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Title: Perinatal Correlates of Shaken Baby Syndrome 
Author: Carl Matsuura,Wynetta
Date: 2002
Publisher: University of Hawaii at Manoa
Abstract: Shaken Baby Syndrome (SBS) is a potentially lethal form of child abuse. Primary prevention efforts have been targeted towards educating the general population, especially pregnant women and new parents, about the dangers of shaking. It is hypothesized that there are identifiable perinatal risk fadors for children that make them more at risk for injury from SBS than other forms of Abusive Head Trauma (AHT). All hospitalized children with suspected AHT (n=206) over a 14-year period who were referred to a multidisciplinary child protection center, were identified. The records of 24 children were not included in the study because they were not available for review, the child did not have a primary head injury, or the child was adopted and birth records were not available. Nonaccidental injury was confirmed in 116 of the remaining children. These included 72 (62%) children fitting SBS criteria, and 44 (38%) children identified as having other AHT. Case analysis included review of hospital and multidisciplinary child protection center records. The SBS and AHT groups were compared to separate perinatal risk fadors that might assist in identifying children at increased risk for SBS. Results of the analysis demonstrated that there was no significant difference between groups evident in the perinatal history. These preliminary findings support the follOWing conclusion that in contrast to many published reports, the perinatal information on the child did not provide significant pre-injury risk identifiers. It was concluded that changes in early educational programs and media campaigns are needed to reduce the sequalae of head trauma in infants and children. Programs must focus on AHT in general, rather than only SBS.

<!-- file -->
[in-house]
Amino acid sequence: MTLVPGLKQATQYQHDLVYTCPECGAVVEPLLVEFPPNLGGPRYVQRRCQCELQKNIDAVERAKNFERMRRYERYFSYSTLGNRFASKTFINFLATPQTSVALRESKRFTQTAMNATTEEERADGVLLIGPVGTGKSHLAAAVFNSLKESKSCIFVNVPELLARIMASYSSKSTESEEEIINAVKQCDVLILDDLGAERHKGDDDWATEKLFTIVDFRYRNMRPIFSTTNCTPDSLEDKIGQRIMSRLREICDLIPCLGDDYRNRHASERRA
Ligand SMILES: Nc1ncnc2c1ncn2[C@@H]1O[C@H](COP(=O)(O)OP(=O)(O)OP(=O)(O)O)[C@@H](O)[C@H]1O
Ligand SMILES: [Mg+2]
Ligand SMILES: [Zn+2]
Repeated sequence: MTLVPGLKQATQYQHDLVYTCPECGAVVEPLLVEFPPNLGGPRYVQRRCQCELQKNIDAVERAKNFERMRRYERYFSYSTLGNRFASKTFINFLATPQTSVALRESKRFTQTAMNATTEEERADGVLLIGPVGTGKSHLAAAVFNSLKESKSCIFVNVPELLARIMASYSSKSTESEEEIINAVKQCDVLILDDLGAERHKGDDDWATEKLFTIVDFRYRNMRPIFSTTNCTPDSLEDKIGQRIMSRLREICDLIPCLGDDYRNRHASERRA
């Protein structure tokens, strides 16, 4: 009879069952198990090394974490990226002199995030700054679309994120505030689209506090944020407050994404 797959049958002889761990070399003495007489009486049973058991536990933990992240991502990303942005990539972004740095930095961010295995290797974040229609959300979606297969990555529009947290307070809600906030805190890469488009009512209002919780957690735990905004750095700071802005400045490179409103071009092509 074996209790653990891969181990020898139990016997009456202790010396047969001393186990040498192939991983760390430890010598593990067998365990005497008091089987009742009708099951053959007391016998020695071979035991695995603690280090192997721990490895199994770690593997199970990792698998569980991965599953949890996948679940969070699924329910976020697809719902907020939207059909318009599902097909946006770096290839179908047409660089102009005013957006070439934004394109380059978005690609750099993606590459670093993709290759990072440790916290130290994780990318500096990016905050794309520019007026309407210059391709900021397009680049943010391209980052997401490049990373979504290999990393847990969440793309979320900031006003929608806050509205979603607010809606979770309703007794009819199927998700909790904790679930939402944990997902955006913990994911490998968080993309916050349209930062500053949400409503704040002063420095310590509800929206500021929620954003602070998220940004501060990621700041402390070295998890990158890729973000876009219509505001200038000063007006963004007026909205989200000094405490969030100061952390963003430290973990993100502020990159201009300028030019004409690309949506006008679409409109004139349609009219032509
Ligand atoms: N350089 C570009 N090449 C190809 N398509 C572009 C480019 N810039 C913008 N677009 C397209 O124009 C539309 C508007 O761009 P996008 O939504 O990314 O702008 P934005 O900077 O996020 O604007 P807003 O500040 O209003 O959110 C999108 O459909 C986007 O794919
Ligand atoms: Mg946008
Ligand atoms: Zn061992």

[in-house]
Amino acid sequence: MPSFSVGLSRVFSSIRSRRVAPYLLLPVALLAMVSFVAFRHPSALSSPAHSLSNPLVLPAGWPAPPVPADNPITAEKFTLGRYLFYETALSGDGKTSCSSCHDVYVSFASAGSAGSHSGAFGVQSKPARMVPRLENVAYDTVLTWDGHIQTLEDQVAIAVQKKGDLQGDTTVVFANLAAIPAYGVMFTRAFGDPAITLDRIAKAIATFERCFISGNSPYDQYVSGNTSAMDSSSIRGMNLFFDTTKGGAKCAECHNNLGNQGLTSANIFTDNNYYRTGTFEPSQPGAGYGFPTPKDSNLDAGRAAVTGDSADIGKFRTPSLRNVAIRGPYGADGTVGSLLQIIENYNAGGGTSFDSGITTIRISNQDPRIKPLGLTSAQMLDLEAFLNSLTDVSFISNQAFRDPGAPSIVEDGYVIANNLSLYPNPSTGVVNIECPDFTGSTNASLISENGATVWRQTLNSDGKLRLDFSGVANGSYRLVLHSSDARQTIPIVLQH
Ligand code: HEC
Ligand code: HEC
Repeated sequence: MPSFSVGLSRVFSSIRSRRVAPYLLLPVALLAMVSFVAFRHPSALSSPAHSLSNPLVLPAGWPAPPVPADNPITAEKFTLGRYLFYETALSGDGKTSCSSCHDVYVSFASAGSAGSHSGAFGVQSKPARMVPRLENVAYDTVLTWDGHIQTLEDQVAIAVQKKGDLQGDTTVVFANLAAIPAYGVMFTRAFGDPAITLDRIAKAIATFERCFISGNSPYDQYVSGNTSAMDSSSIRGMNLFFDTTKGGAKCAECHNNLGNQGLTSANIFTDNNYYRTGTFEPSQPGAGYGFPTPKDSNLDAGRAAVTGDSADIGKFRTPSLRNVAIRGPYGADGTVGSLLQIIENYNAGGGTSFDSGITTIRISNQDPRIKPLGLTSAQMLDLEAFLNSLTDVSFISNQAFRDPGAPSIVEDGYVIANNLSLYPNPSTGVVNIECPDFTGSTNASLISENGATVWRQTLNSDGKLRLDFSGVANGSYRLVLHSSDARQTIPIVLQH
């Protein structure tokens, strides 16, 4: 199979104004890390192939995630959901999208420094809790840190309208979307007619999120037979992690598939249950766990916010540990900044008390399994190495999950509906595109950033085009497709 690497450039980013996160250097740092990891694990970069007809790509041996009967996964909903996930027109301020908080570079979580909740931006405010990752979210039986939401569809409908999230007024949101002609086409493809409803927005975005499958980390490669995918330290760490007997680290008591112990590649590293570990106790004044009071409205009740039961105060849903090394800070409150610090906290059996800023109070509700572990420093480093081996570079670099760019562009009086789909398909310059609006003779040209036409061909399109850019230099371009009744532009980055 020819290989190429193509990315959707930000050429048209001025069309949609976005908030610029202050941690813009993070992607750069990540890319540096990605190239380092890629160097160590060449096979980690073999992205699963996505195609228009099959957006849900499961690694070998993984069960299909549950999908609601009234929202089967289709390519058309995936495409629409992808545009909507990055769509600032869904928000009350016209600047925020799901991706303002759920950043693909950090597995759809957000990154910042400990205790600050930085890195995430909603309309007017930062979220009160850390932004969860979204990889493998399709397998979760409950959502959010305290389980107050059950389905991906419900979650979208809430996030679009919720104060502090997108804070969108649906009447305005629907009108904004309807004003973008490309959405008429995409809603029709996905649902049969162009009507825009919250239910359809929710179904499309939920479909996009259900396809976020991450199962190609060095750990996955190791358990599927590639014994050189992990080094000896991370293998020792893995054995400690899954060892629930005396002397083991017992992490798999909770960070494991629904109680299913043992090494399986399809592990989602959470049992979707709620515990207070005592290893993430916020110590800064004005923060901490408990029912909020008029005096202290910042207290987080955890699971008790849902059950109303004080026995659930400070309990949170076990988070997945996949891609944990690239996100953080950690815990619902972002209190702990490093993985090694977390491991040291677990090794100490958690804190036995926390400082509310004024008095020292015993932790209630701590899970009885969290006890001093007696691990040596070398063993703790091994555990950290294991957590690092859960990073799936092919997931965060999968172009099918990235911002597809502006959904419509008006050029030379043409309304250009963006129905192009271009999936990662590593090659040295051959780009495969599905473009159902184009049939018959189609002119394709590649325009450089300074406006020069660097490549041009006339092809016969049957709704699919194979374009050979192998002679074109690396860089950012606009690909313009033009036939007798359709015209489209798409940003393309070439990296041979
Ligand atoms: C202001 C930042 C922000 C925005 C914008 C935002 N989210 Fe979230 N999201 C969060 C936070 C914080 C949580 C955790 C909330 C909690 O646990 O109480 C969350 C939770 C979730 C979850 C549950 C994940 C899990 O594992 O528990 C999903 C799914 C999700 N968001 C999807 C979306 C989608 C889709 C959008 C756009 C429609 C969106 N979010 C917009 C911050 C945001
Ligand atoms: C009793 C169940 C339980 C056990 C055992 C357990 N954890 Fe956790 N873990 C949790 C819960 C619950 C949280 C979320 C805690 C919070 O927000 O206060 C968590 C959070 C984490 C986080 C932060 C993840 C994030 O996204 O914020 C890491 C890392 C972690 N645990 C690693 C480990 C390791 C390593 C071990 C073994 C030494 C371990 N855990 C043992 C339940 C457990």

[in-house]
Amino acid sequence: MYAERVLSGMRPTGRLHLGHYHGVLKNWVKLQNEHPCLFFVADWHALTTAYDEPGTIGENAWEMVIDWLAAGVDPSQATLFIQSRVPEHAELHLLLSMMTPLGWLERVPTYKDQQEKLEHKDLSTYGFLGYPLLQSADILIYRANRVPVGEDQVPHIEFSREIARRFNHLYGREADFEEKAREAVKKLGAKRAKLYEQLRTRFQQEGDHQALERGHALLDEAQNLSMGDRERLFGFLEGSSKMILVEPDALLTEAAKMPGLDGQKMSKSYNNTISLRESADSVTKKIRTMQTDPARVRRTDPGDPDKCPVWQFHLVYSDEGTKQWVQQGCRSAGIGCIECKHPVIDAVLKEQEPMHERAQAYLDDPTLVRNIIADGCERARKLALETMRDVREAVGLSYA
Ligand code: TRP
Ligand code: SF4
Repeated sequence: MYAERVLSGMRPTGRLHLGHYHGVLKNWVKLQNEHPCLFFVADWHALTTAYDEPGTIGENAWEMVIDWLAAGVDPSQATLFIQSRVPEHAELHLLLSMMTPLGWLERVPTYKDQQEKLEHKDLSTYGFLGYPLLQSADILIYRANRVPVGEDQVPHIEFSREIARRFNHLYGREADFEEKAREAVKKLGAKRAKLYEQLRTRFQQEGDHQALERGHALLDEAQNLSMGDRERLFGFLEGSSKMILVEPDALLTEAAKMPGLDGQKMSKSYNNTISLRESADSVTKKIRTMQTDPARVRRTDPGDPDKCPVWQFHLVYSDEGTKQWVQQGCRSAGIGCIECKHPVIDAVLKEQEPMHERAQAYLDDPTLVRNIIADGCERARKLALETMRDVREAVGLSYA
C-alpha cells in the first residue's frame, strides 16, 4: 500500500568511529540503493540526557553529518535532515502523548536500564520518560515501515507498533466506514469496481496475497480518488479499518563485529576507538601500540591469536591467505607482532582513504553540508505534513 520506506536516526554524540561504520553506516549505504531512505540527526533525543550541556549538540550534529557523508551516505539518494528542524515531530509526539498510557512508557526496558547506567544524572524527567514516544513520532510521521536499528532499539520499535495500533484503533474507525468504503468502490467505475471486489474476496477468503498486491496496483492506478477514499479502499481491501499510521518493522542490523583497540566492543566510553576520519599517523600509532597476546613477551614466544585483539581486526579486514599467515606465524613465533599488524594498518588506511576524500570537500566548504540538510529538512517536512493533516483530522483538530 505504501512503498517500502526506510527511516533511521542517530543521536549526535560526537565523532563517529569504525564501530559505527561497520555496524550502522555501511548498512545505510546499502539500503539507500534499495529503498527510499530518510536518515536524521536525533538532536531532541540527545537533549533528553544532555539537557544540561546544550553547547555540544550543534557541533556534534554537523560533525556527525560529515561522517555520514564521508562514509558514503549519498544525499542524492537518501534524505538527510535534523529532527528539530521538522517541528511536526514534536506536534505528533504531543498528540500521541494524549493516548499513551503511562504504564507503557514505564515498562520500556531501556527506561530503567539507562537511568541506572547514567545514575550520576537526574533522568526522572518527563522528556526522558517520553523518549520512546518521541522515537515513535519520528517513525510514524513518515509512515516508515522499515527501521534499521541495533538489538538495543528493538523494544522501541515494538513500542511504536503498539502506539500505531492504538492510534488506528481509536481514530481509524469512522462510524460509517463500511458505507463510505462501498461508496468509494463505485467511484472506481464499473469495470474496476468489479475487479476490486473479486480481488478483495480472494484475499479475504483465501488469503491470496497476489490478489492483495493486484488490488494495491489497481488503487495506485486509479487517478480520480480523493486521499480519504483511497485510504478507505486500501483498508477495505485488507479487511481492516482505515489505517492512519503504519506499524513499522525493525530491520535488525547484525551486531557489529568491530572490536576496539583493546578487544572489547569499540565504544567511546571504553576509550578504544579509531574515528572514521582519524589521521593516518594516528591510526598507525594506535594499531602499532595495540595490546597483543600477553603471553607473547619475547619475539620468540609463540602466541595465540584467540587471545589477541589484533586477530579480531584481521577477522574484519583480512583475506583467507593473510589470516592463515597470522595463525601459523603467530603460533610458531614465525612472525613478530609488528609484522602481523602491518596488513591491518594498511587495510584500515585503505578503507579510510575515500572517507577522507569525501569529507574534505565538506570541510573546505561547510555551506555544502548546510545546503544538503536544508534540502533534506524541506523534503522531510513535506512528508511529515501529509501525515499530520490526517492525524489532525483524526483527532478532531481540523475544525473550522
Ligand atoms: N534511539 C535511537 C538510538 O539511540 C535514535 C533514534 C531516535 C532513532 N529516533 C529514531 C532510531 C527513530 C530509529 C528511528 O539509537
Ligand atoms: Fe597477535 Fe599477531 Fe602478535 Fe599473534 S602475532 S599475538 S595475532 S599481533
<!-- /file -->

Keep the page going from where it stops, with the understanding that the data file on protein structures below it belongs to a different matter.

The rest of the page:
URI: http://hdl.handle.net/10125/22047
Rights: All UHM dissertations and theses are protected by copyright. They may be viewed from this source for any purpose, but reproduction or distribution in any format is prohibited without written permission from the copyright owner.
LC Subject Headings: Chronic diseases--Psychological aspects--Case studies.

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